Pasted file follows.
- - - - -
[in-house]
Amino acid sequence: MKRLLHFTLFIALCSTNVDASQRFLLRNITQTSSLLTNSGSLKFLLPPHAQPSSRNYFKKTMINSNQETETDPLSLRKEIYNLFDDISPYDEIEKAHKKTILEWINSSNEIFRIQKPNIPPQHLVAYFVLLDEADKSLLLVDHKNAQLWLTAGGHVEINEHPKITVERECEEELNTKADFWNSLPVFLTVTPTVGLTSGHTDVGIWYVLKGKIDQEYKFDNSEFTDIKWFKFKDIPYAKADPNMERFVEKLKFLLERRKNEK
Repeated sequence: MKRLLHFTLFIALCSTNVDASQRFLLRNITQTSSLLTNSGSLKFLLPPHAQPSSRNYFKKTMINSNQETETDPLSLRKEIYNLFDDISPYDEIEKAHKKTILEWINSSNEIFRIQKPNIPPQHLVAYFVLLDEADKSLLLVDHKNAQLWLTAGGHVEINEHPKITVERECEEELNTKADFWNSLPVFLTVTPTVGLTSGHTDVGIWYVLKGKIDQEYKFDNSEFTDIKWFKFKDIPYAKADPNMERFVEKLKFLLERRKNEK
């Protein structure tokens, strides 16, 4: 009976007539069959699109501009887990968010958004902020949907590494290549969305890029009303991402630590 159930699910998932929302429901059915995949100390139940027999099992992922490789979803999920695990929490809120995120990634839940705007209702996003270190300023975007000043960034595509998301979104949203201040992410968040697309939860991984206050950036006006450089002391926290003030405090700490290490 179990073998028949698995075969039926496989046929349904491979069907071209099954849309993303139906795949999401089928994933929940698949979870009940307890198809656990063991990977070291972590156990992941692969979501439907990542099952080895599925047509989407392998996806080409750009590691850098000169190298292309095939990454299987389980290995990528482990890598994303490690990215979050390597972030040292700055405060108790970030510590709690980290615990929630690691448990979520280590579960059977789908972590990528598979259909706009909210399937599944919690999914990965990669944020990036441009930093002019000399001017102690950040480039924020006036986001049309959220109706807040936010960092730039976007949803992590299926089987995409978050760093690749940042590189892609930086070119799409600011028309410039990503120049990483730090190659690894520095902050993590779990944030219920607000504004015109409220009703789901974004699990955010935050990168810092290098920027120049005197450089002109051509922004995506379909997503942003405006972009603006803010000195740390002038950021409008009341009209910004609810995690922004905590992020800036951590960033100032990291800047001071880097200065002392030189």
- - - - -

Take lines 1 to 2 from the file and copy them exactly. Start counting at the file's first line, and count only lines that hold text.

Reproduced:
[in-house]
Amino acid sequence: MKRLLHFTLFIALCSTNVDASQRFLLRNITQTSSLLTNSGSLKFLLPPHAQPSSRNYFKKTMINSNQETETDPLSLRKEIYNLFDDISPYDEIEKAHKKTILEWINSSNEIFRIQKPNIPPQHLVAYFVLLDEADKSLLLVDHKNAQLWLTAGGHVEINEHPKITVERECEEELNTKADFWNSLPVFLTVTPTVGLTSGHTDVGIWYVLKGKIDQEYKFDNSEFTDIKWFKFKDIPYAKADPNMERFVEKLKFLLERRKNEK